Early Life

James Augustine Joyce, born on February 2, 1882, was the oldest of the ten surviving children of John and Mary Joyce. Although John Joyce had a steady job until 1892, his financial irresponsibility and heavy drinking drew the family ever deeper into poverty. From 1892 onward, the Joyce family moved frequently, pursued by financial difficulties. Young James Joyce showed a keen intellect and attention to detail; his father once said of him, “If that fellow was dropped in the middle of the Sahara, he’d sit, be God, and make a map of it.” James loved to arrange little plays, at one point casting his brother Stanislaus as Adam, his sister Margaret as Eve, and himself as the serpent in the Garden of Eden. Resolved to give his oldest son the best education in Ireland, John Joyce sent James to Clongowes Wood College, a Jesuit school forty miles away, where James started in September 1888, at the age of six. The quality of the author’s education remained a point of pride for him in later years.

Items Exhibited in the Early Life Section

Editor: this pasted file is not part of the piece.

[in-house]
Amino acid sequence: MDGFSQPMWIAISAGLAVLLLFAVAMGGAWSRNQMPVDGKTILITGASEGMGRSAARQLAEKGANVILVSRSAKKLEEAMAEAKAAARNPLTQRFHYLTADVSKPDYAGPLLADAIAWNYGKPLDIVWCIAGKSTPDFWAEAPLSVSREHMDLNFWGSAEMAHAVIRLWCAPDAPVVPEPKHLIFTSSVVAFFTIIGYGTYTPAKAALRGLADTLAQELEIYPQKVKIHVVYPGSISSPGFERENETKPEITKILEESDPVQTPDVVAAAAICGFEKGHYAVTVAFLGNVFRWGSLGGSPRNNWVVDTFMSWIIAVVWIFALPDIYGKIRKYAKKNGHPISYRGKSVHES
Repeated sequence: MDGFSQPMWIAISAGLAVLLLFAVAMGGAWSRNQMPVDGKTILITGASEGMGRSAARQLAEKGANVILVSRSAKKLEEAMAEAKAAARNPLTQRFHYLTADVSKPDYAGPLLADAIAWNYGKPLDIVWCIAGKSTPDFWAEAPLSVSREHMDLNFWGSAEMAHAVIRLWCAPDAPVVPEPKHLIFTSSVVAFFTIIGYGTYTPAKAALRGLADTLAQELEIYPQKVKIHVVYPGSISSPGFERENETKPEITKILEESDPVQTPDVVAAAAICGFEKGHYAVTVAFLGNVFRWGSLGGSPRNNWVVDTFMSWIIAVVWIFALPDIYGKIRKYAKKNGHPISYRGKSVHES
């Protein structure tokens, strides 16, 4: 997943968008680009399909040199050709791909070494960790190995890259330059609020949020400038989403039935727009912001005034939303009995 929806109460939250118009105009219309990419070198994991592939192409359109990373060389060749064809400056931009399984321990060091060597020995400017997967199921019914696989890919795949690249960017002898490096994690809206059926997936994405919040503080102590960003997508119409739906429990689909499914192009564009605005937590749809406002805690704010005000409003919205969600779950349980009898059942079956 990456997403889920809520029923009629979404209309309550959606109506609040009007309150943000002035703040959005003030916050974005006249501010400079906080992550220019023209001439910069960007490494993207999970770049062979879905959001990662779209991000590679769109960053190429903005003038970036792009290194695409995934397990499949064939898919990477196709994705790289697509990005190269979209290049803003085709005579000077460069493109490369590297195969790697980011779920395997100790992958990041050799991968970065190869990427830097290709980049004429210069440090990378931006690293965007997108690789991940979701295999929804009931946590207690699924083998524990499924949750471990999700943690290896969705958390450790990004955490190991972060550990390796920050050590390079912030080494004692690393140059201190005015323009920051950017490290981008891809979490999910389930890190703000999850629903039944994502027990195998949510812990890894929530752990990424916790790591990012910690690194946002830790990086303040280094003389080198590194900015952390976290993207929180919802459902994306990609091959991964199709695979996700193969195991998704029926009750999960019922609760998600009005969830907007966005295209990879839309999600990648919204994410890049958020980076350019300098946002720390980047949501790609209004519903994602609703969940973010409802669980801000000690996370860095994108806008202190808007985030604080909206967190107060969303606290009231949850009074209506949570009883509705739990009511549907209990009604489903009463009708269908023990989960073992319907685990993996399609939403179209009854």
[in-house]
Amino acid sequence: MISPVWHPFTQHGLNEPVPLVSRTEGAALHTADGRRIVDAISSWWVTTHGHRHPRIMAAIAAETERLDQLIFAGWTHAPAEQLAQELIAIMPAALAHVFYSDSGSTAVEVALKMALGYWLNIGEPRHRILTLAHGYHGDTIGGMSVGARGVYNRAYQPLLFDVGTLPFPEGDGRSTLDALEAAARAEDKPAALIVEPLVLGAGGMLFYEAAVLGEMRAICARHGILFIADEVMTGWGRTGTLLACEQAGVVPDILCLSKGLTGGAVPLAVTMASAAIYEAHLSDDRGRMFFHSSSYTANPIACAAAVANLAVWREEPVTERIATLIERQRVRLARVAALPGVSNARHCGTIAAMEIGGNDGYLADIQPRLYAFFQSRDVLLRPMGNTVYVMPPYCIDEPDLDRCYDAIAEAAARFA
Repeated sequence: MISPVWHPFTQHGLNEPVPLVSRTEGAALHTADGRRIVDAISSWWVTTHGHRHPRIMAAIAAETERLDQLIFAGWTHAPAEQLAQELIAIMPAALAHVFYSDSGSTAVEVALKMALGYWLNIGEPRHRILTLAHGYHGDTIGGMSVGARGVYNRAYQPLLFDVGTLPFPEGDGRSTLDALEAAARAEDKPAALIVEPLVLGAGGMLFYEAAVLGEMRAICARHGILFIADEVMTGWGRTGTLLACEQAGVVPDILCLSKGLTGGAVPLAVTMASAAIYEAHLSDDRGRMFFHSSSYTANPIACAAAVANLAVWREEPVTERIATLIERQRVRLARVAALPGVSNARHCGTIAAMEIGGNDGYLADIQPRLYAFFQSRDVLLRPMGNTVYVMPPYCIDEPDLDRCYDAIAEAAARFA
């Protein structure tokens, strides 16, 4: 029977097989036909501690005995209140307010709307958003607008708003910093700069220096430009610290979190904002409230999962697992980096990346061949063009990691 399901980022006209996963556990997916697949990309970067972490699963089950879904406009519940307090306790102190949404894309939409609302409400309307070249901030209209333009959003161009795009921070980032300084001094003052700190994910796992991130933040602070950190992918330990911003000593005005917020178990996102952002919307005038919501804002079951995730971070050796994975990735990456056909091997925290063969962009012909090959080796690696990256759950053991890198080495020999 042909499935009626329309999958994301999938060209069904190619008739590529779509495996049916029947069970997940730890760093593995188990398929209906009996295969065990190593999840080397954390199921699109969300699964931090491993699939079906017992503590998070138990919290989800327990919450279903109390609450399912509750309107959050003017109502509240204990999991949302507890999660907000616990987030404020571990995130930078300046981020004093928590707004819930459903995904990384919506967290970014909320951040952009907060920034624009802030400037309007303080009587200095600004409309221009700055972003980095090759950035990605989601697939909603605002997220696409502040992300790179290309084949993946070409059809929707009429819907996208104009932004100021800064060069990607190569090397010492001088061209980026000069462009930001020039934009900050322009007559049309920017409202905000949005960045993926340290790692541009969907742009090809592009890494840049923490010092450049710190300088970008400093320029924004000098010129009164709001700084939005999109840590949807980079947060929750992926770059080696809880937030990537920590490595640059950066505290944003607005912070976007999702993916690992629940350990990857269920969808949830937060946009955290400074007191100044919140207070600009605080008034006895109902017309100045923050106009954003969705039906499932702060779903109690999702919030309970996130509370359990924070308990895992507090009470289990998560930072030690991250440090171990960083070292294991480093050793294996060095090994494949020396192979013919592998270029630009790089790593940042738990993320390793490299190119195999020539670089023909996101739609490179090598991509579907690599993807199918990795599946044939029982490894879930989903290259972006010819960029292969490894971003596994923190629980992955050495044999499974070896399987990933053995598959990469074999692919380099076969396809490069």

James Joyce. “Trust Not Appearances,” ca. 1893.

James Joyce. Epiphanies (in Stanislaus Joyce’s hand), ca. 1903.

James Joyce. Letter to Henrik Ibsen. March, 1901. [view]

James Joyce. Manuscript fragment from “The Holy Office.” 1905.

George Harris Healey. Home of the Joyce Family at 7 St. Peter’s Road, Phibsborough, Dublin, 1960. [view]
Gelatin silver print

James Joyce in a Sailor Suit, Age 6. Dublin, 1888.
Cabinet card photograph
Courtesy of the Poetry Collection, SUNY at Buffalo

Constantine P. Curran. James Joyce Standing beside a Greenhouse. Dublin, 1904.
Toned gelatin silver print photograph
Courtesy of the Poetry Collection, SUNY at Buffalo

James Joyce, Age 6, with his Mother, Father, and Maternal Grandfather. Dublin, 1888.
Copy print inscribed by James Joyce, Paris, November 27, 1925.
Courtesy of the Poetry Collection, SUNY at Buffalo

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